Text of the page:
Arts Around Town

Arts Around Town: Freehand Murals draws pride in communities

What has eight hands and can make larger-than-life community statements throughout the Lehigh Valley? It's the female foursome, Freehand Murals, who recently painted two murals as part of the current exhibition, "The Steel Way of Life," at the 1810 Goundie House on Main Street in historic Bethlehem.

The scenes by Freehand Murals depict a south Bethlehem street serving to transport guests from the Goundie House to the south-side, and the Welfare Room or locker-like space where steel workers stored their personal belongings. The multimedia exhibit is made possible by the Historic Bethlehem Partnership and Steelworkers' Archives. It focuses on what life was like at Bethlehem Steel, and visitors can learn firsthand what workers experienced through life-size portraits, audio interviews and memorabilia.

Freehand Murals, based in Easton, includes Jenny Miller Leggett, of Martins Creek; Donna Thatcher and Kim Hogan, both of Easton; and Janet Hodick of Palmer Twp., Northampton Co. Their friendship formed some 20 years back, when they were community artists at the Easton Clayworks and mothers of students in the Easton Area School District. Collectively, they hold degrees in fine art, graphic design, art education, book illustration, and psychology. Each has been successful in her own career.

Miller Leggett is a former art teacher who taught in the Pocono Mountain and Stroudsburg school districts and at the Lehigh Valley Charter School. She and her husband own Integrated Automotive Services in Easton. Thatcher makes unique custom dancewear for men at Saut de Basque Dancewear. Hogan leads art workshops at the Banana Factory in Bethlehem and does student-assisted murals in the area. Hodick is a baker at Aunt Wendy's Kiffles in Nazareth and does home and animal portraits.

In 2002, the women decided to combine their education and experience to create work ranging from technical line art and lettering to individual sculptures, paintings, mosaics and large group endeavors. Those combined talents were brought together under Freehand Murals, which originated as Hodick's portrait base.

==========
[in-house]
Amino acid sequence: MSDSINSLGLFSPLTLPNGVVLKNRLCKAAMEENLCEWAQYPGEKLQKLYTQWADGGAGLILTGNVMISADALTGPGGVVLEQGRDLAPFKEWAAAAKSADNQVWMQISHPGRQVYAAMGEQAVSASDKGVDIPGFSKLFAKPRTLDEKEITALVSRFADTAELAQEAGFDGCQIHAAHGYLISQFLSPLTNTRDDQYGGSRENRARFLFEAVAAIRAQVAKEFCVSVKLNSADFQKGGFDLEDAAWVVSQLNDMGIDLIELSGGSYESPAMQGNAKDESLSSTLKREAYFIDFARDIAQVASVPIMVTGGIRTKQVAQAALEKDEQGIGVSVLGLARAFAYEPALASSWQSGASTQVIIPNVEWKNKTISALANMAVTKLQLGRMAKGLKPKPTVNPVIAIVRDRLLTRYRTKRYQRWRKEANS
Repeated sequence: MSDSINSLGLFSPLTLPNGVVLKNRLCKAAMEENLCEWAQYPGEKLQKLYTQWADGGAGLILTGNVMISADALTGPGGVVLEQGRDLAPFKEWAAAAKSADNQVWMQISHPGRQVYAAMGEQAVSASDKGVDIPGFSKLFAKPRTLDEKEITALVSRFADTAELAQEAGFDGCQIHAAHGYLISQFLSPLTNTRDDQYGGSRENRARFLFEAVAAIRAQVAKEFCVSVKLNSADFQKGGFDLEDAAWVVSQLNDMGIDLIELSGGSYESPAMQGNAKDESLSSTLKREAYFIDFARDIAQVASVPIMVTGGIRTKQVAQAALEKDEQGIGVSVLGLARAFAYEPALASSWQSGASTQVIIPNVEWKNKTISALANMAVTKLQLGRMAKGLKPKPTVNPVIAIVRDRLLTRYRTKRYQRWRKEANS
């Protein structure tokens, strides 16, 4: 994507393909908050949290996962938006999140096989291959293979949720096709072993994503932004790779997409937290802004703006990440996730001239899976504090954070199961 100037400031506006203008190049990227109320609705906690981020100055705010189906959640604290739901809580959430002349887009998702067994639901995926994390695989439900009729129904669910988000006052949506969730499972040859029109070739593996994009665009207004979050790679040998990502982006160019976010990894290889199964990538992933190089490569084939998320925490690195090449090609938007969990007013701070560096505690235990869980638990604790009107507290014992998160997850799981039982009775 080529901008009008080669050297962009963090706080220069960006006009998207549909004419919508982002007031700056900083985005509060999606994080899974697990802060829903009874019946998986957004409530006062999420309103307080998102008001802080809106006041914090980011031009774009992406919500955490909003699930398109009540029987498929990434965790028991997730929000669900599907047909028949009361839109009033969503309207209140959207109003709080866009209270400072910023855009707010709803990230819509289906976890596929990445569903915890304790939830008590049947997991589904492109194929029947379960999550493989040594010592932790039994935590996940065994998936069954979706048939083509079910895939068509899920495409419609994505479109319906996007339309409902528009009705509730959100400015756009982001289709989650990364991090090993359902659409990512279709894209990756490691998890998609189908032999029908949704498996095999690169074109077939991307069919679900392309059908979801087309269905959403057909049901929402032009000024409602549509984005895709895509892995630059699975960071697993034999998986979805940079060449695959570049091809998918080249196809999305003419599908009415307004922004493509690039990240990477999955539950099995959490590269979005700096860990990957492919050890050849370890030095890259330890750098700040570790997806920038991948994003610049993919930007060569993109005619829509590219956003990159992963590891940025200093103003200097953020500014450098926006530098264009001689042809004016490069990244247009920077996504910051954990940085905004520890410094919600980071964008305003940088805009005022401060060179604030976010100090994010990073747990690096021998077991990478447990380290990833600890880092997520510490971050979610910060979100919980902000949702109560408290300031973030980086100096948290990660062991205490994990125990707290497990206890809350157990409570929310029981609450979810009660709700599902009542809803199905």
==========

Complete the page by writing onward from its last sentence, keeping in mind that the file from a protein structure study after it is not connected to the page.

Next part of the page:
"We work very well together, and we have a lot of fun," Miller Leggett said.

There's nothing 'freehand' about the work of this friendly foursome.

"We're not taking art work from someone else," Miller Leggett explained. "We do what the client wants. We collaborate with them in interpreting interior custom projects, and we come back with a sketch and a price quote. It's the same with a community mural. Our client is very involved with the images. We are the interpreter for them."

Their first community project was a three-wall and ceiling mural in the dining room of the Alzheimer's Unit at the Easton Home. This past June, Easton's Main Street Design Committee unveiled a new mural of four colorful silhouettes depicting jazz musicians located on the exterior of the Lafayette Hotel at Fourth and Northampton streets. The mural was constructed of 17 individual panels, which were installed by the city of Easton's Department of Public Works. The work adds vibrancy to the area and complements the new trees and planters installed by the city of Easton.